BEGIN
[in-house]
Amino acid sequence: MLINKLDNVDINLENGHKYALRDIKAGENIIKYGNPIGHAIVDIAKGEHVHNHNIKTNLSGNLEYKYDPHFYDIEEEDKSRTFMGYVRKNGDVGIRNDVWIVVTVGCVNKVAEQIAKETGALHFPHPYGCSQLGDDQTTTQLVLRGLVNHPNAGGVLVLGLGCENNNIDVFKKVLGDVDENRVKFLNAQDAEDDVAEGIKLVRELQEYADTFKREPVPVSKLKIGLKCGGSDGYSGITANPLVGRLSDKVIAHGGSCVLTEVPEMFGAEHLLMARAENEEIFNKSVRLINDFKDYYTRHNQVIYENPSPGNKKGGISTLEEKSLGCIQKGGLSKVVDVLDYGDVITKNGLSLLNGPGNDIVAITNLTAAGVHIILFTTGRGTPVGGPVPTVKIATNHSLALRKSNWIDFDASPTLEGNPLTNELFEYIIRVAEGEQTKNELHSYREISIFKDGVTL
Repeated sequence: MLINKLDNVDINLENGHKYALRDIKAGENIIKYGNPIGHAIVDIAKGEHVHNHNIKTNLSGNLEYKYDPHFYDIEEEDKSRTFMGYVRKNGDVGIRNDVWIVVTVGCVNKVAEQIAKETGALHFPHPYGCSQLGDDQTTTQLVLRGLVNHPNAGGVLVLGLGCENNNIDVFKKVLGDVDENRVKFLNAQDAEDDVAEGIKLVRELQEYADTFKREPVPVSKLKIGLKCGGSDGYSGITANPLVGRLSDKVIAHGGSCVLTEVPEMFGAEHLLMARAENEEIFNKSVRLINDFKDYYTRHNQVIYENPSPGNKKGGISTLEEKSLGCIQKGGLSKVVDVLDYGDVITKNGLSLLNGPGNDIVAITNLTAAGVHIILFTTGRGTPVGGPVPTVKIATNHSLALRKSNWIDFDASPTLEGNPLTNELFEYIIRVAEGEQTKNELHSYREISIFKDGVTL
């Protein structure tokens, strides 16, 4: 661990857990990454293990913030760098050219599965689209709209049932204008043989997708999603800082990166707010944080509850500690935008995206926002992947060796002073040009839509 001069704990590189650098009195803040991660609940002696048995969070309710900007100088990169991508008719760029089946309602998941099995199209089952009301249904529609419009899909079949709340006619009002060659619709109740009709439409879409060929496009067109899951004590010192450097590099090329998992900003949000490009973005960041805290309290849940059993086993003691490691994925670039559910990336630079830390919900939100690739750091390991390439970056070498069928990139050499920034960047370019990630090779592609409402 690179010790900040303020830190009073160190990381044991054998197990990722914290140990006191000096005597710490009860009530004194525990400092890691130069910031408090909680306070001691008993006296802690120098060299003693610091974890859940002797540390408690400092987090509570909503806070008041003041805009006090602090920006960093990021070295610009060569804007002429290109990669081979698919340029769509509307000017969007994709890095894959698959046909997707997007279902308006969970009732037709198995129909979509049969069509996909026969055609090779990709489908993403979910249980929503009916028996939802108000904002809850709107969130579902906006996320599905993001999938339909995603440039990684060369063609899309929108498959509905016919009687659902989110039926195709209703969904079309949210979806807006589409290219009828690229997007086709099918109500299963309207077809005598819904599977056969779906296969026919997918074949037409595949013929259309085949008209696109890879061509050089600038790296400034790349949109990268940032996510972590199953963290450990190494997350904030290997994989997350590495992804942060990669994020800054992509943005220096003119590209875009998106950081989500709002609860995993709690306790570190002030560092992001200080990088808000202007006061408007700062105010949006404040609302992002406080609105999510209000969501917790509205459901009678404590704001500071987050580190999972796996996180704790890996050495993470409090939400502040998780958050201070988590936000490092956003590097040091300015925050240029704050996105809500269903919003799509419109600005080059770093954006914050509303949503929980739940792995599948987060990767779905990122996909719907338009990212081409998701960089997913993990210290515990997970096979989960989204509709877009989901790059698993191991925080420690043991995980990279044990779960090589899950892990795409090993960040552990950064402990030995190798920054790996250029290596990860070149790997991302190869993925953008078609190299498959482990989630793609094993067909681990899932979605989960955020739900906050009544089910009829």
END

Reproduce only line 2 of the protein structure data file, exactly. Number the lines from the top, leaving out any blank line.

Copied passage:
Amino acid sequence: MLINKLDNVDINLENGHKYALRDIKAGENIIKYGNPIGHAIVDIAKGEHVHNHNIKTNLSGNLEYKYDPHFYDIEEEDKSRTFMGYVRKNGDVGIRNDVWIVVTVGCVNKVAEQIAKETGALHFPHPYGCSQLGDDQTTTQLVLRGLVNHPNAGGVLVLGLGCENNNIDVFKKVLGDVDENRVKFLNAQDAEDDVAEGIKLVRELQEYADTFKREPVPVSKLKIGLKCGGSDGYSGITANPLVGRLSDKVIAHGGSCVLTEVPEMFGAEHLLMARAENEEIFNKSVRLINDFKDYYTRHNQVIYENPSPGNKKGGISTLEEKSLGCIQKGGLSKVVDVLDYGDVITKNGLSLLNGPGNDIVAITNLTAAGVHIILFTTGRGTPVGGPVPTVKIATNHSLALRKSNWIDFDASPTLEGNPLTNELFEYIIRVAEGEQTKNELHSYREISIFKDGVTL